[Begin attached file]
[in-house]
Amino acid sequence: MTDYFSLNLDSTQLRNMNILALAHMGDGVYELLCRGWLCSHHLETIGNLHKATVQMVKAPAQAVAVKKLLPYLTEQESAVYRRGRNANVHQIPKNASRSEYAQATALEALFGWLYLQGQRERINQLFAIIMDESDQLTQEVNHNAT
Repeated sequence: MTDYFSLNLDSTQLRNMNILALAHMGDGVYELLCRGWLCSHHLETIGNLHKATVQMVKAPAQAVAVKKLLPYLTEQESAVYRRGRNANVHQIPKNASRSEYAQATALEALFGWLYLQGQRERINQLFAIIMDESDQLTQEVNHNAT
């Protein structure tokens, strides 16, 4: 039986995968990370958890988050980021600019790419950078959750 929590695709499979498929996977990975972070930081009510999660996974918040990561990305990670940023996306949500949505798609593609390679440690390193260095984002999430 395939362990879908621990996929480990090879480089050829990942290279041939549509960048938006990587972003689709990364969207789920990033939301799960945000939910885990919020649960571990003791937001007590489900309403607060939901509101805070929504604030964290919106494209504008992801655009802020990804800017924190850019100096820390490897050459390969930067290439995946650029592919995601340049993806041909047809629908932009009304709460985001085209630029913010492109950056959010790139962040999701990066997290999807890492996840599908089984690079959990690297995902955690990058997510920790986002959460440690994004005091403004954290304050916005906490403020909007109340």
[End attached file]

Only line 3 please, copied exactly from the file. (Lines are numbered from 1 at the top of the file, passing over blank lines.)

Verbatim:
Repeated sequence: MTDYFSLNLDSTQLRNMNILALAHMGDGVYELLCRGWLCSHHLETIGNLHKATVQMVKAPAQAVAVKKLLPYLTEQESAVYRRGRNANVHQIPKNASRSEYAQATALEALFGWLYLQGQRERINQLFAIIMDESDQLTQEVNHNAT